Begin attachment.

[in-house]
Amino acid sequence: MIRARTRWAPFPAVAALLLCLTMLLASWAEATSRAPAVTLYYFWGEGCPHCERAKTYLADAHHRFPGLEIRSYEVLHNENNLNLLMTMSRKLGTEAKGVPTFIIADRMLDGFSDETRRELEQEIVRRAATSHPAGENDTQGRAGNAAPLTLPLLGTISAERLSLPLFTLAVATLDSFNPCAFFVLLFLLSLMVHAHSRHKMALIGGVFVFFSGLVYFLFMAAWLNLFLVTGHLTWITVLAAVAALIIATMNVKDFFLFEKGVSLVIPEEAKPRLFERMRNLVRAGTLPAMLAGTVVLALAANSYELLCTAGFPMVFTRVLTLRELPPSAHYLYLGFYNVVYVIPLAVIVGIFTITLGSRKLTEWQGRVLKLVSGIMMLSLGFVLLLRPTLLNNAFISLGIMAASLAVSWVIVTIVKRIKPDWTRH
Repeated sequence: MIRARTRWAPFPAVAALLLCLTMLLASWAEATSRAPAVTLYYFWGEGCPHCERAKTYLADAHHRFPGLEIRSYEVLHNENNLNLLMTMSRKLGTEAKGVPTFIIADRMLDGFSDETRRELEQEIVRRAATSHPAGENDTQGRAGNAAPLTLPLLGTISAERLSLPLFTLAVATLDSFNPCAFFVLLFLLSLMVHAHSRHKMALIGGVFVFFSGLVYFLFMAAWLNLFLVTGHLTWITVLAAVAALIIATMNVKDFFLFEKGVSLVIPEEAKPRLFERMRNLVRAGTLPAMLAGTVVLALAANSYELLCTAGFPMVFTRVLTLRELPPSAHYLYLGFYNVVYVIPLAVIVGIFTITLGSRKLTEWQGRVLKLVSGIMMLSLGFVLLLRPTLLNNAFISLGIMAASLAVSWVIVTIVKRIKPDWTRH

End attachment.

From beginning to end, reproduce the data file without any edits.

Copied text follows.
[in-house]
Amino acid sequence: MIRARTRWAPFPAVAALLLCLTMLLASWAEATSRAPAVTLYYFWGEGCPHCERAKTYLADAHHRFPGLEIRSYEVLHNENNLNLLMTMSRKLGTEAKGVPTFIIADRMLDGFSDETRRELEQEIVRRAATSHPAGENDTQGRAGNAAPLTLPLLGTISAERLSLPLFTLAVATLDSFNPCAFFVLLFLLSLMVHAHSRHKMALIGGVFVFFSGLVYFLFMAAWLNLFLVTGHLTWITVLAAVAALIIATMNVKDFFLFEKGVSLVIPEEAKPRLFERMRNLVRAGTLPAMLAGTVVLALAANSYELLCTAGFPMVFTRVLTLRELPPSAHYLYLGFYNVVYVIPLAVIVGIFTITLGSRKLTEWQGRVLKLVSGIMMLSLGFVLLLRPTLLNNAFISLGIMAASLAVSWVIVTIVKRIKPDWTRH
Repeated sequence: MIRARTRWAPFPAVAALLLCLTMLLASWAEATSRAPAVTLYYFWGEGCPHCERAKTYLADAHHRFPGLEIRSYEVLHNENNLNLLMTMSRKLGTEAKGVPTFIIADRMLDGFSDETRRELEQEIVRRAATSHPAGENDTQGRAGNAAPLTLPLLGTISAERLSLPLFTLAVATLDSFNPCAFFVLLFLLSLMVHAHSRHKMALIGGVFVFFSGLVYFLFMAAWLNLFLVTGHLTWITVLAAVAALIIATMNVKDFFLFEKGVSLVIPEEAKPRLFERMRNLVRAGTLPAMLAGTVVLALAANSYELLCTAGFPMVFTRVLTLRELPPSAHYLYLGFYNVVYVIPLAVIVGIFTITLGSRKLTEWQGRVLKLVSGIMMLSLGFVLLLRPTLLNNAFISLGIMAASLAVSWVIVTIVKRIKPDWTRH